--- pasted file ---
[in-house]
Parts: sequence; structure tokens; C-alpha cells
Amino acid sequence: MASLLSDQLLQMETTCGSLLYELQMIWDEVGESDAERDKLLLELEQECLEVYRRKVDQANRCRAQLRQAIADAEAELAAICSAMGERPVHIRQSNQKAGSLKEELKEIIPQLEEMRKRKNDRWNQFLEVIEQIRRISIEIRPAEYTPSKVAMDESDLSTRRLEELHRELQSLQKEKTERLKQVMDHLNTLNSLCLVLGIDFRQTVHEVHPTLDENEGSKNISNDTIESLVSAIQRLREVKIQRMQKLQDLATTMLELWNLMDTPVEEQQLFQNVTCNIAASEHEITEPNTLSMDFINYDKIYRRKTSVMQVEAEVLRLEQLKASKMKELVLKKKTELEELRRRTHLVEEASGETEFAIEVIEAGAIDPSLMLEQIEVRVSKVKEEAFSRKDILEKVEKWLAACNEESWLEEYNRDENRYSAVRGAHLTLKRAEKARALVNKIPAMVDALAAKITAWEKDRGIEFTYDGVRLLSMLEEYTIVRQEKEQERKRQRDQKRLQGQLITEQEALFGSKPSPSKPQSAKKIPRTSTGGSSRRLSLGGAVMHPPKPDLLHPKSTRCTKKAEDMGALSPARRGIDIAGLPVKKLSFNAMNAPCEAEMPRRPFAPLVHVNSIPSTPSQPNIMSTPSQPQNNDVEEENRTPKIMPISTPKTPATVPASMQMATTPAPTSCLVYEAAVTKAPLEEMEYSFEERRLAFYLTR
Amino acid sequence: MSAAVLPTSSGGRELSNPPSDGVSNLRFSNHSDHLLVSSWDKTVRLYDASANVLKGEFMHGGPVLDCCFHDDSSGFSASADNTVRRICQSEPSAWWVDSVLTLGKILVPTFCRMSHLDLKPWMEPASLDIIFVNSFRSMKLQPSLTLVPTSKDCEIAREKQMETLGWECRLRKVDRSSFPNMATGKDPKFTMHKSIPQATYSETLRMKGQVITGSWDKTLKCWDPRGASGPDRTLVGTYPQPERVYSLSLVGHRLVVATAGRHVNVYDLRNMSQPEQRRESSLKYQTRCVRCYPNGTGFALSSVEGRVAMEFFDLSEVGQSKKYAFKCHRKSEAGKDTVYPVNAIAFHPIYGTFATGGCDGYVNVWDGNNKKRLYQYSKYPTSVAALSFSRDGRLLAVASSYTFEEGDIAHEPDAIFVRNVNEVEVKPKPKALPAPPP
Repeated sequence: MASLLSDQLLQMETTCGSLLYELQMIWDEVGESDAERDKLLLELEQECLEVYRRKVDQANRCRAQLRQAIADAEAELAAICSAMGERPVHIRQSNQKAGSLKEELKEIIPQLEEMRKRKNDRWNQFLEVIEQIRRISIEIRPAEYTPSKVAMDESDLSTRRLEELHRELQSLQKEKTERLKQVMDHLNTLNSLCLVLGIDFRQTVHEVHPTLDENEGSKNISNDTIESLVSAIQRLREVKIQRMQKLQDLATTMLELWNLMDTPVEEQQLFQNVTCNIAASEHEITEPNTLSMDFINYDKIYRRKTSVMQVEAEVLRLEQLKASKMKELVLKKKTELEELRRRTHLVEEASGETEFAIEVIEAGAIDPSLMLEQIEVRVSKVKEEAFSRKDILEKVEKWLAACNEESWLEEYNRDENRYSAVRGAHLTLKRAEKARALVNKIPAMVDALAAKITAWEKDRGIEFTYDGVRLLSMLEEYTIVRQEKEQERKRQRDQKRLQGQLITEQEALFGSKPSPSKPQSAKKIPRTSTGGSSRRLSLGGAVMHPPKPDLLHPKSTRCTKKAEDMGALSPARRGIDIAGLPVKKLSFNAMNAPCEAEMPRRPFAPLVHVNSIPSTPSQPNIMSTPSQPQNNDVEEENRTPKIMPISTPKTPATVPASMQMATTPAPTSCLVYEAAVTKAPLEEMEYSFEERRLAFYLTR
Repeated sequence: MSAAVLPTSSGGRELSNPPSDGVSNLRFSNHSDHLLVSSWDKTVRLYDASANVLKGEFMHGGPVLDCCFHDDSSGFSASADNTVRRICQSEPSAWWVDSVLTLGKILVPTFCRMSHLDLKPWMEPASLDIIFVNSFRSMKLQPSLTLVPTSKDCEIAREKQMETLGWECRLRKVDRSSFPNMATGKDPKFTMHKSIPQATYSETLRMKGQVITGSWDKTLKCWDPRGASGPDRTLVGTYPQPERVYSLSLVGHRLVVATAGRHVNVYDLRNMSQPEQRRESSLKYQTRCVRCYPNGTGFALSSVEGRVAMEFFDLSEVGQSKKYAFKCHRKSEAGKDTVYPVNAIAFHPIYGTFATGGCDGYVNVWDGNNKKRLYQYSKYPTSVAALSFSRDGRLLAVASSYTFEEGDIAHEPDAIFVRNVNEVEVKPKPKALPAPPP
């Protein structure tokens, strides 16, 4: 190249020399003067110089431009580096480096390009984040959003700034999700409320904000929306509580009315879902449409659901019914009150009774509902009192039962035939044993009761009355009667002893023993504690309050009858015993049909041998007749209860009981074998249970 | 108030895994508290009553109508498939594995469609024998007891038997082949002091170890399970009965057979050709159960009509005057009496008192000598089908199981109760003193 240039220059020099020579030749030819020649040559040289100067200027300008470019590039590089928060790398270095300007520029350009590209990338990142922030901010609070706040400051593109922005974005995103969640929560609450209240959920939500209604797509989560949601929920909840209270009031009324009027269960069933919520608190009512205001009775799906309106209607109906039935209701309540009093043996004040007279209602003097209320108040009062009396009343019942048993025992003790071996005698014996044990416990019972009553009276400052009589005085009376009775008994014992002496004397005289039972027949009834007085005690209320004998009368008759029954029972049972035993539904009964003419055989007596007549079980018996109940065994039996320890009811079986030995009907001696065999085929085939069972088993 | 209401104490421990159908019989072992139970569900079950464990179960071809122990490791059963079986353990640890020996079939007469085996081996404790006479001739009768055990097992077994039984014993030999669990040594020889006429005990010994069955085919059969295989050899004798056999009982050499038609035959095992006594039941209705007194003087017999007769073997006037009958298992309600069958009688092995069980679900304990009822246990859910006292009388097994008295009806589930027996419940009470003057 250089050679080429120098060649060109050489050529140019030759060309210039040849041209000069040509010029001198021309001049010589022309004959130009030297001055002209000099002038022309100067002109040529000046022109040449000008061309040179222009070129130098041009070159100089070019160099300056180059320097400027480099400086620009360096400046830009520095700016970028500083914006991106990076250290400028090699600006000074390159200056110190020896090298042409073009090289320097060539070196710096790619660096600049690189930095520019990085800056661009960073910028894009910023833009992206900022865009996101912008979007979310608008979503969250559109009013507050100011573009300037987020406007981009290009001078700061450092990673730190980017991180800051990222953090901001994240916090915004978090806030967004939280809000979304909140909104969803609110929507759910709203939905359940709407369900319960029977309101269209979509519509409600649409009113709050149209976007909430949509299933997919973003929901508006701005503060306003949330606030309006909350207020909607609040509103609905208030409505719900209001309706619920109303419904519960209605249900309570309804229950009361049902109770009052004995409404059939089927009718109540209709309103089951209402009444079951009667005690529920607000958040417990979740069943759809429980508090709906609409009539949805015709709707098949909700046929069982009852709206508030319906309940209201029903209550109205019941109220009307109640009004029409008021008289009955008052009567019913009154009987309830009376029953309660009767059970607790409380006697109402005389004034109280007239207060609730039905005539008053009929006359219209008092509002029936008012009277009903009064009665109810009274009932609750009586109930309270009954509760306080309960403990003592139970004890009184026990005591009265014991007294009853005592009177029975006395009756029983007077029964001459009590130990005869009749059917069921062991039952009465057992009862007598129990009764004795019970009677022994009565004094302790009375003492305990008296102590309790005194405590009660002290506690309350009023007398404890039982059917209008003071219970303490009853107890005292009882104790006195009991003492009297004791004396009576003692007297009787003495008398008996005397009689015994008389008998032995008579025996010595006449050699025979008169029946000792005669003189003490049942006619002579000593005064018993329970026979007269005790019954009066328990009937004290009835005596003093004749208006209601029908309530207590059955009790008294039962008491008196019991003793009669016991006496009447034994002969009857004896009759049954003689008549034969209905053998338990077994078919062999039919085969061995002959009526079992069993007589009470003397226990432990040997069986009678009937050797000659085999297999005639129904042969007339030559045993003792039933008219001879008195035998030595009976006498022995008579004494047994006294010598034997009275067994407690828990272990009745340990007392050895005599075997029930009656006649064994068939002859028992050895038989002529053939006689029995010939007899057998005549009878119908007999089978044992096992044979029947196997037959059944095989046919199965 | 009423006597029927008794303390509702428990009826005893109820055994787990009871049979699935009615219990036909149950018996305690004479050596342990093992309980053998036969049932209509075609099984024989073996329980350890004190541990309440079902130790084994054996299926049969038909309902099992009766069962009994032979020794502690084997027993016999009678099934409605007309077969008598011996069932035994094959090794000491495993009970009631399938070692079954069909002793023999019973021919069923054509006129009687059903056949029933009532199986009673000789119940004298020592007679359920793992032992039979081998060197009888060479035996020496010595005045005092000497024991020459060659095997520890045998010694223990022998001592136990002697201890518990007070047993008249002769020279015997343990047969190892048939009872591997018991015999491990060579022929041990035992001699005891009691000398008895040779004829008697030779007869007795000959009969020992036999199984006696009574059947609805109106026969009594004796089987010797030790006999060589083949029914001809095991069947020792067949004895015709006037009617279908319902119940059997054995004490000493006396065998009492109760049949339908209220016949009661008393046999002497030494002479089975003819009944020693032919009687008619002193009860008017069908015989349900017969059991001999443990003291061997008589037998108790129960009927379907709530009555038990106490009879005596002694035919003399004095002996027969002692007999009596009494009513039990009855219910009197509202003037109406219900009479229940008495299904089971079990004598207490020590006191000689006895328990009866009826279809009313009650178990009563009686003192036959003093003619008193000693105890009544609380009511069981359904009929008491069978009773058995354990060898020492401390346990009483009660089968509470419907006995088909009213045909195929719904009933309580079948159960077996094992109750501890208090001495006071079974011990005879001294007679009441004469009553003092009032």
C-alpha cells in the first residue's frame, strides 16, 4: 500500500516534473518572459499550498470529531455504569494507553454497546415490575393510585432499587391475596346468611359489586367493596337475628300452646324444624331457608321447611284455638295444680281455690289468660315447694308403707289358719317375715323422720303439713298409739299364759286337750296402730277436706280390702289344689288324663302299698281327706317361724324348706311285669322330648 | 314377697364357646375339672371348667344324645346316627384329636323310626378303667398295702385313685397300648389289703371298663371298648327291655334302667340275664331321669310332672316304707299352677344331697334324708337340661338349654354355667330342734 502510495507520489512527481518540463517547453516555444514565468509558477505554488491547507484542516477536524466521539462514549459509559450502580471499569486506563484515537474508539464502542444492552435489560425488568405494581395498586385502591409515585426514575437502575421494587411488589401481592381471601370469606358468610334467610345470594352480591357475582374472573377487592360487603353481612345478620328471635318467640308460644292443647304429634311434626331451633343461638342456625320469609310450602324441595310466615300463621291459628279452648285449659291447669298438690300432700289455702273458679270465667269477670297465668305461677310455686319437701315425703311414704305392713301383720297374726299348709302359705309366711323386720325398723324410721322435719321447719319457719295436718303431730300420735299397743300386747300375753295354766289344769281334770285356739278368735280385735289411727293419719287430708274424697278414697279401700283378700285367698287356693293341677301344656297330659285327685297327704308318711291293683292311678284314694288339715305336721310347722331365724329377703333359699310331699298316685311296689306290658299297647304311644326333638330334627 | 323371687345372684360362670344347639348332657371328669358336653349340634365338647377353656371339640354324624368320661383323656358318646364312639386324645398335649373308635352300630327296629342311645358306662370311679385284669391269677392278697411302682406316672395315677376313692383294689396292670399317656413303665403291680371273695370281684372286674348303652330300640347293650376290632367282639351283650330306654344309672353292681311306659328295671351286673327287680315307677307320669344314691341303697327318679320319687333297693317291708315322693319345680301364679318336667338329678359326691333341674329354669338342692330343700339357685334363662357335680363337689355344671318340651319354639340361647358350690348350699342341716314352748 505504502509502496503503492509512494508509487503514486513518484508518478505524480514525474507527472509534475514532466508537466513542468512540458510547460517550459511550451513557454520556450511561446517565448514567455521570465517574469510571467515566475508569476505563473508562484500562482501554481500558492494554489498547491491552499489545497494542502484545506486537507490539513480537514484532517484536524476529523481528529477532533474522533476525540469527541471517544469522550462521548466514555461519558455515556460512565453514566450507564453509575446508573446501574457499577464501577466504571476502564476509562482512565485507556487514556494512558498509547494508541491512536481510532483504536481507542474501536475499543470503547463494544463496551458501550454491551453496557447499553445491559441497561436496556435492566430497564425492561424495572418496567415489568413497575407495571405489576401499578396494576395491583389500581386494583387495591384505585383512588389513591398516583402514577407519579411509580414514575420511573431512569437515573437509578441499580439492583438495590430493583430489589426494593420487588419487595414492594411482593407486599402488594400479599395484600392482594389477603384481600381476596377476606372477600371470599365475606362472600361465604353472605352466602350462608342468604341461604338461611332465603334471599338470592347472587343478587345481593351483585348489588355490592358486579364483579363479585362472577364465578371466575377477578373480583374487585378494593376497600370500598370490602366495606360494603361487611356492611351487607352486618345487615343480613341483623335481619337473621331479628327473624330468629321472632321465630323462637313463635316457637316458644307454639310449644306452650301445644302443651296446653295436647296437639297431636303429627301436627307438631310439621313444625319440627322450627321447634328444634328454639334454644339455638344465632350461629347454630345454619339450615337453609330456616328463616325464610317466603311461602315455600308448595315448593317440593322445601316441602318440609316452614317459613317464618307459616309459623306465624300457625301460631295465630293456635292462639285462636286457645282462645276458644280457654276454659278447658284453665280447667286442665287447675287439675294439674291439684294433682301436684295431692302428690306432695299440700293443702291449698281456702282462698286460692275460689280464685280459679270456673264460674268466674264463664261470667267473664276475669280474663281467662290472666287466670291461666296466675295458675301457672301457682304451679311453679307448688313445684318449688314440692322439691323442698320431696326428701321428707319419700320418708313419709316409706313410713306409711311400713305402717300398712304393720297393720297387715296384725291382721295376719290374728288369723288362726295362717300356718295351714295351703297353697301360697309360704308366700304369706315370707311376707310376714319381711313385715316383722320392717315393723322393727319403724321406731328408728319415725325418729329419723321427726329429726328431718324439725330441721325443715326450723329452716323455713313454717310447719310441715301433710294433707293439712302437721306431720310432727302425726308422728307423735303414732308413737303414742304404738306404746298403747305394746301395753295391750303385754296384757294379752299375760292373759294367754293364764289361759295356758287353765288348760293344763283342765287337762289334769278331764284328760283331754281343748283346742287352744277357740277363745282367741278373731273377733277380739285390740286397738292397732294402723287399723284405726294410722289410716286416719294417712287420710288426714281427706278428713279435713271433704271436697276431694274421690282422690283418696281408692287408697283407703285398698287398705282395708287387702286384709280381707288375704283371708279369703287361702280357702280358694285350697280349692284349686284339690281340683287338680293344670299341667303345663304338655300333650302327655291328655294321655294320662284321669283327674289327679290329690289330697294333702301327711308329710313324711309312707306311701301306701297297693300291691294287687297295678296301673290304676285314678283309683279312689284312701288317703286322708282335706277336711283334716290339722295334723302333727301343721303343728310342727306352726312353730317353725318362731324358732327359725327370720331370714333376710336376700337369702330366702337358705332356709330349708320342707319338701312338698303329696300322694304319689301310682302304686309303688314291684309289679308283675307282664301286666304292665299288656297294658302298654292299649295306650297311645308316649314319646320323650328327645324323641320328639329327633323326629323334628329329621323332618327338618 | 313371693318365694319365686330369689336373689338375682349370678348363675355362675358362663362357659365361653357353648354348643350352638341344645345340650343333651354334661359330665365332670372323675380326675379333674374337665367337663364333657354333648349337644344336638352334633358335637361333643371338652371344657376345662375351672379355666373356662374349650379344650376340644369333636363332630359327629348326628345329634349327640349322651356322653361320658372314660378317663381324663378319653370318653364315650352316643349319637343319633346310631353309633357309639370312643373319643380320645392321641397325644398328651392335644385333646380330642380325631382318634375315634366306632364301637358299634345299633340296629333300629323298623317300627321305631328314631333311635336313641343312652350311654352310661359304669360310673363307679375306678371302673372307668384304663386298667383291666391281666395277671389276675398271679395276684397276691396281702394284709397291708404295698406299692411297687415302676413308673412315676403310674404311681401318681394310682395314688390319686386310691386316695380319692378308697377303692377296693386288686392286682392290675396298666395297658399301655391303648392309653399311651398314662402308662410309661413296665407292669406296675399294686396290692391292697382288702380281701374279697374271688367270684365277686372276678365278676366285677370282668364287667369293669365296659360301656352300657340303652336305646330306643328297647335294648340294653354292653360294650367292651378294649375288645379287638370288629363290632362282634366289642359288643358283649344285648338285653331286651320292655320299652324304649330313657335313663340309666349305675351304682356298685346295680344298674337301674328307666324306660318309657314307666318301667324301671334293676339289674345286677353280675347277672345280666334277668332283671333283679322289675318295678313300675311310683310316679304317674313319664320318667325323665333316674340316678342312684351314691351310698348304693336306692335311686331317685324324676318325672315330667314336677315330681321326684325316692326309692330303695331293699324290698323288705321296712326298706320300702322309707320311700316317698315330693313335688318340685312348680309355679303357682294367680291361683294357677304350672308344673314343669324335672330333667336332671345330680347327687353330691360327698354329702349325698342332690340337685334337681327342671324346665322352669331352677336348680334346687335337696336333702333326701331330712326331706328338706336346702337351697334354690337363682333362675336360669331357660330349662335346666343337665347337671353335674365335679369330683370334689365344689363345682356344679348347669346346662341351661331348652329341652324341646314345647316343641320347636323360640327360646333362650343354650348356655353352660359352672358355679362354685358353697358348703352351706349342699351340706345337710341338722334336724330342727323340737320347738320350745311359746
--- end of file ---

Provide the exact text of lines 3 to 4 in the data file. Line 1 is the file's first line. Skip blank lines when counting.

Amino acid sequence: MASLLSDQLLQMETTCGSLLYELQMIWDEVGESDAERDKLLLELEQECLEVYRRKVDQANRCRAQLRQAIADAEAELAAICSAMGERPVHIRQSNQKAGSLKEELKEIIPQLEEMRKRKNDRWNQFLEVIEQIRRISIEIRPAEYTPSKVAMDESDLSTRRLEELHRELQSLQKEKTERLKQVMDHLNTLNSLCLVLGIDFRQTVHEVHPTLDENEGSKNISNDTIESLVSAIQRLREVKIQRMQKLQDLATTMLELWNLMDTPVEEQQLFQNVTCNIAASEHEITEPNTLSMDFINYDKIYRRKTSVMQVEAEVLRLEQLKASKMKELVLKKKTELEELRRRTHLVEEASGETEFAIEVIEAGAIDPSLMLEQIEVRVSKVKEEAFSRKDILEKVEKWLAACNEESWLEEYNRDENRYSAVRGAHLTLKRAEKARALVNKIPAMVDALAAKITAWEKDRGIEFTYDGVRLLSMLEEYTIVRQEKEQERKRQRDQKRLQGQLITEQEALFGSKPSPSKPQSAKKIPRTSTGGSSRRLSLGGAVMHPPKPDLLHPKSTRCTKKAEDMGALSPARRGIDIAGLPVKKLSFNAMNAPCEAEMPRRPFAPLVHVNSIPSTPSQPNIMSTPSQPQNNDVEEENRTPKIMPISTPKTPATVPASMQMATTPAPTSCLVYEAAVTKAPLEEMEYSFEERRLAFYLTR
Amino acid sequence: MSAAVLPTSSGGRELSNPPSDGVSNLRFSNHSDHLLVSSWDKTVRLYDASANVLKGEFMHGGPVLDCCFHDDSSGFSASADNTVRRICQSEPSAWWVDSVLTLGKILVPTFCRMSHLDLKPWMEPASLDIIFVNSFRSMKLQPSLTLVPTSKDCEIAREKQMETLGWECRLRKVDRSSFPNMATGKDPKFTMHKSIPQATYSETLRMKGQVITGSWDKTLKCWDPRGASGPDRTLVGTYPQPERVYSLSLVGHRLVVATAGRHVNVYDLRNMSQPEQRRESSLKYQTRCVRCYPNGTGFALSSVEGRVAMEFFDLSEVGQSKKYAFKCHRKSEAGKDTVYPVNAIAFHPIYGTFATGGCDGYVNVWDGNNKKRLYQYSKYPTSVAALSFSRDGRLLAVASSYTFEEGDIAHEPDAIFVRNVNEVEVKPKPKALPAPPP